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Book review of "The path to power" Thatcher's autobiography

Posted by Pascal Landshoeft

Jun 18, 2014 9:30:00 AM

Book review of "The path to power" Thatcher's autobiography 

The milk snatcher, the hoarder, the ultimate conservative: The Iron Lady’s Autobiography “The Path to Power”Margaret Thatcher is one of the most, if not the most, controversially discussed and successful woman in modern politics. But how did the daughter of a grocery store owner and student of chemistry in Oxford become the first female and longest serving prime minister of the 20th century?

“The Path to Power” is divided in two parts. The Iron Lady recounts the events from her date of birth on 13th October 1925 until winning the election on 4th of May 1979 in the first part. The second part is Thatcher’s examination of European politics after parting as prime minister in 1990.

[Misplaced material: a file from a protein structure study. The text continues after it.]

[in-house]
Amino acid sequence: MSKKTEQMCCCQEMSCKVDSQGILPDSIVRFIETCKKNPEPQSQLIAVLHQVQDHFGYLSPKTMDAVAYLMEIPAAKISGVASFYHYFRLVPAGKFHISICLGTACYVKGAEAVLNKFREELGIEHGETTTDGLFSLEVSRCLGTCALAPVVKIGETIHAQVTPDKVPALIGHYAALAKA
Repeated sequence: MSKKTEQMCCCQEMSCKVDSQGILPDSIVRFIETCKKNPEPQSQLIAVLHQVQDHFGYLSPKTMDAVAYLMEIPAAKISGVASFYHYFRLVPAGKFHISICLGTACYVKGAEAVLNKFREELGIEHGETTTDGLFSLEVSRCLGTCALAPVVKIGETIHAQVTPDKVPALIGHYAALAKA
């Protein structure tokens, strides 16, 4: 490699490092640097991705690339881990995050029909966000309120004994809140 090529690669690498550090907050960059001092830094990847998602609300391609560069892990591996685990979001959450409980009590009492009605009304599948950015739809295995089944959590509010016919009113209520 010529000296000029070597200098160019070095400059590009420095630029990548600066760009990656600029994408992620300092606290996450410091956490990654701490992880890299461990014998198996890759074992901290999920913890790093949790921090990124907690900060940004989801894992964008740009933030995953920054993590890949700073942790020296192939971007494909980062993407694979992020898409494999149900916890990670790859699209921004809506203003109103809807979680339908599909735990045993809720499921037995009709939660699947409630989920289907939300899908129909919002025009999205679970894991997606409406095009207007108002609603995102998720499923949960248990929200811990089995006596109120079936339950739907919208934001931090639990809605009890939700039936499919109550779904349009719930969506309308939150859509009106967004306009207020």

The book delivers for the buyer what it says in the title. Readers who are longing for more detailed information about the Falkland War or the IRA hunger strikes in Mazen prison should opt for “The Downing Street Years” to avoid disappointment. Those who want to know how her strong distaste for work unions developed and why she reacted overly strong to acts of terrorism will find the answers between the lines of these 606 pages.

The descriptions of how a shadow cabinet is formed and Thatcher's comments on UK nationalism in contrary to European unionism were the most interesting and revealing bits of this work for me. All in all I would strongly recommend this book to anyone who is interested in how to become a more effective leader while at the same time regretting that I didn’t get “The Downing Street Years” instead.


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